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State v. Gordon

District Court of Appeal of Florida, Third District
Nov 16, 1994
645 So. 2d 140 (Fla. Dist. Ct. App. 1994)


No. 94-1304.

November 16, 1994.

Appeal from the Circuit Court, Dade County, Celeste Muir, J.

Robert A. Butterworth, Atty. Gen., and Paulette R. Taylor, Asst. Atty. Gen., for appellant.

Bennett H. Brummer, Public Defender, and Robert Kalter, Asst. Public Defender, for appellee.


The state appeals a sentence which departs downward from the sentencing guidelines based on a "drug deviation." We have jurisdiction to entertain this appeal and reverse. § 924.07(1)(i), Fla. Stat. (1993).


In this case, the defendant Tony Gordon (1) entered a plea of nolo contendere to two felonies committed on February 11, 1994: (a) unlawful sale or delivery of cocaine, and (b) unlawful possession of cocaine, and (2) admitted violating his community control on two prior cases by committing the above two felonies; he was sentenced to concurrent sentences of 364 days in the county jail with a referral to T.A.S.C., a county-sponsored drug rehabilitation program. The sentencing guidelines for these offenses called for a sentencing range between 32.55 months to 54.25 months in the state prison; the sole reason given by the trial court for this downward departure from the sentencing guidelines, as stated on the guidelines scoresheet, is "drug deviation." This disposition was arrived at pursuant to a plea agreement between the defendant and the trial court — and was expressly objected to by the state. See Brown v. State, 245 So.2d 41, 44 (Fla. 1971).

The sole evidence adduced below in support of this downward departure from the sentencing guidelines was the following colloquy between the trial court and the defendant:

"THE COURT: Had you previously had a drug problem prior to being incarcerated?

In February were you using drugs?


THE COURT: What type?


THE COURT: How often were you using drugs?

THE DEFENDANT: Seven days a week.

THE COURT: How long a period of time had you been using that often?

THE DEFENDANT: Probably the last five years.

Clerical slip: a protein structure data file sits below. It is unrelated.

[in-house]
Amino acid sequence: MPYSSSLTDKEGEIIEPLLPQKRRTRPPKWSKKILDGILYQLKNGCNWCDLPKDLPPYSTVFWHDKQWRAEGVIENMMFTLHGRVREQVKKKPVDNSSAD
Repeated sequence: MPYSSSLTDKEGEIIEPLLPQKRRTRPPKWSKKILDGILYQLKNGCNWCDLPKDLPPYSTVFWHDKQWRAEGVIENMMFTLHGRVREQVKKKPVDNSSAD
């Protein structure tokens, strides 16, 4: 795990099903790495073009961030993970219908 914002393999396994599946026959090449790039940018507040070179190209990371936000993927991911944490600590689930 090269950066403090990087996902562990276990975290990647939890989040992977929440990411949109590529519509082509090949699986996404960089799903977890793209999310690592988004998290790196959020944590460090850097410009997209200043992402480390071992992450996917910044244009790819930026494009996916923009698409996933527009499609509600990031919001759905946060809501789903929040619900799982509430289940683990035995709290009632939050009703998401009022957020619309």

THE COURT: Are you amenable to treatment for the problem as a part of your sentence, participating in the T.A.S.C. drug treatment?

THE DEFENDANT: Yes, sir. I need it, sir.

THE COURT: You're ready to comply with whatever they request of you?


THE COURT: As far as helping the drug problem?


T. 6.


The law is clear that where alcohol or substance abuse substantially impairs the defendant's mind at the time of the commission of the offense for which the defendant is subsequently convicted, such alcohol or drug intoxication constitutes a sufficient reason for a trial court to depart downward from the sentencing guidelines. Absent such a showing of intoxication, however, alcohol or substance abuse cannot justify a downward departure from the sentencing guidelines — unless an additional showing is made that the defendant is a fit subject for becoming rehabilitated from alcohol or drug dependence in an alcohol or drug treatment program in which the defendant is placed as part of the sentence. Herrin v. State, 568 So.2d 920 (Fla. 1990); Barbera v. State, 505 So.2d 413 (Fla. 1987). As the Florida Supreme Court stated in Herrin:

"Except in cases such as Barbera where the alcohol substantially impaired the defendant's mind when the crime was committed, we hold that substance abuse, standing alone, cannot justify a departure. There must also be a finding based upon competent substantial evidence that if the defendant's sentence is reduced in order to permit treatment for the dependency, there is a reasonable possibility that such treatment will be successful. Expert testimony on the subject would be helpful but is not mandatory where there is other evidence to support the conclusion."

568 So.2d at 922.